A European multi-center trial published in 2004 reported a similar success rate; however the treatment-related mortality rate was much higher at 13 percent, compared to a 2 percent rate in this study. The authors note that the toxicity of the treatment is a result of patient selection, the conditioning regimen and supportive care during and after transplantation. "It is doubtful our lower treatment mortality rate was due to patient selection, as our patients were very ill," says co-author Yu Oyama, MD, an autoimmune disease specialist at Northwestern Memorial Hospital and assistant professor, Division of Immunotherapy for Autoimmune Diseases at the Feinberg School of Medicine.

"A center effect on survival has also been reported for stem cell transplantation in malignancies," says Dr. Burt. "However, it’s important to note that the patients in this study are not comparable to those with malignancies. The patients in this study had organ dysfunction and were immunocompromised for a long time, conditions which often rule out stem cell transplant for cancer patients because it would be too dangerous. This highlights the importance for a medical center to have experience when treating lupus patients with high-dose chemotherapy and stem cell transplant."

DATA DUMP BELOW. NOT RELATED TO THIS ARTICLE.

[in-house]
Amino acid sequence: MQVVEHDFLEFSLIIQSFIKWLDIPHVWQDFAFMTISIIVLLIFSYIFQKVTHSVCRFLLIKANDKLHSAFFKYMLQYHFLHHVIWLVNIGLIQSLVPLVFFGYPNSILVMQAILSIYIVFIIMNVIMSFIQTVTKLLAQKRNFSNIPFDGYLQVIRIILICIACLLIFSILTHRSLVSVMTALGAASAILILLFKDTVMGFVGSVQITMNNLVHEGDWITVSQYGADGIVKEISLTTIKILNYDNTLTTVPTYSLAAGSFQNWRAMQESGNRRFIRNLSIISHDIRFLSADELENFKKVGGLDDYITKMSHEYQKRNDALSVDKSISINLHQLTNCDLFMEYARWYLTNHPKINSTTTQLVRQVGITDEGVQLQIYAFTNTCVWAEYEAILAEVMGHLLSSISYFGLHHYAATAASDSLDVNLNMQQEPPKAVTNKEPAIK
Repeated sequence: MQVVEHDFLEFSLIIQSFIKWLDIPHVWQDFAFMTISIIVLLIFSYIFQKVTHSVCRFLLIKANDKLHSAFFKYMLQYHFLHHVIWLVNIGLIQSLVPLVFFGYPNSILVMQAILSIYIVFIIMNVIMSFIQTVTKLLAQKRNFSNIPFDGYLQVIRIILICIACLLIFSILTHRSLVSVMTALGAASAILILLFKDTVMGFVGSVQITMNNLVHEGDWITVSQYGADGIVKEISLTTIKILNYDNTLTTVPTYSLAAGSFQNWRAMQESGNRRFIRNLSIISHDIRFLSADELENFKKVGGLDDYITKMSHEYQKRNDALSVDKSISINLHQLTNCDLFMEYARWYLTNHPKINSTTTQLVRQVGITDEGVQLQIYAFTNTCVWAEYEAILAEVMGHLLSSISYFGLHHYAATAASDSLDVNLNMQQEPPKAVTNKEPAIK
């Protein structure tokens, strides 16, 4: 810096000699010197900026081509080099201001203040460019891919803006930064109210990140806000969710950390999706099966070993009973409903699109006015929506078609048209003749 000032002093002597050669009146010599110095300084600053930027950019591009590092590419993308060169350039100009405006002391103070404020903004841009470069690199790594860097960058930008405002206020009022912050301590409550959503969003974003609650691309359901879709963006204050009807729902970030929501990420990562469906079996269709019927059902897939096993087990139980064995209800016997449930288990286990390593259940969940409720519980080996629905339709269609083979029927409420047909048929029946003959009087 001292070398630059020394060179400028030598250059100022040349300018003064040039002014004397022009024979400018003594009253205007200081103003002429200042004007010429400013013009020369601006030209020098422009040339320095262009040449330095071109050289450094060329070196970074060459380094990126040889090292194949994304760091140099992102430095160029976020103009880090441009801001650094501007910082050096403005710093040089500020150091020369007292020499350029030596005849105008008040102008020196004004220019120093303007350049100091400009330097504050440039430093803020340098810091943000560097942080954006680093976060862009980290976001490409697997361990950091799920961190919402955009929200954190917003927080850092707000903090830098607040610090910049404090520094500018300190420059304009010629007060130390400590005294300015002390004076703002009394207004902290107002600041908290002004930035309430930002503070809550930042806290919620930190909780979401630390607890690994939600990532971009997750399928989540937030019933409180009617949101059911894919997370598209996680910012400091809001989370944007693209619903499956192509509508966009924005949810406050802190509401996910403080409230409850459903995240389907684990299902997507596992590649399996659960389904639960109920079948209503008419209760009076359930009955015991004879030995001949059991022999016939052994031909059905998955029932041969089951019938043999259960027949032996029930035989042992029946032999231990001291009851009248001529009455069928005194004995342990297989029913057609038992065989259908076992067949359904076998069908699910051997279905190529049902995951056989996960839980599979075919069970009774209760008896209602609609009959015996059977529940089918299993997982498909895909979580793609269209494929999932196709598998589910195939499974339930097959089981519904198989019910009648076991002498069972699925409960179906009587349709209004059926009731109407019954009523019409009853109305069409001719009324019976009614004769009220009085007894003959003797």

Lupus is a chronic, inflammatory, autoimmune disease that mainly affects women of child-bearing age. Its symptoms range from unexplained fever, swollen joints and skin rashes to severe damage of the kidneys, lungs or central nervous system. Lupus is three times more common -- and is frequently more severe -- in African Americans and Hispanics/Latinos. Studies show these groups also experience more complications of lupus, including kidney failure for both and neurological problems for African Americans.

"Fortunately, the majority of patients with lupus can be successfully managed with our available medical therapies," says co-author Walter G. Barr, MD, a rheumatologist at Northwestern Memorial Hospital and professor of Medicine in the Division of Rheumatology at Northwestern University’s Feinberg School of Medicine. "However, for the very severely ill subset of lupus patients who have failed conventional therapies, stem cell transplantation provides a promising new alternative."

Amanda Widtfeldt | EurekAlert!
Further information:
http://www.nmh.org

More articles from Life Sciences:

nachricht Research team creates new possibilities for medicine and materials sciences
22.01.2018 | Humboldt-Universität zu Berlin

nachricht Saarland University bioinformaticians compute gene sequences inherited from each parent
22.01.2018 | Universität des Saarlandes

All articles from Life Sciences >>>

The most recent press releases about innovation >>>

Die letzten 5 Focus-News des innovations-reports im Überblick:

Im Focus: Artificial agent designs quantum experiments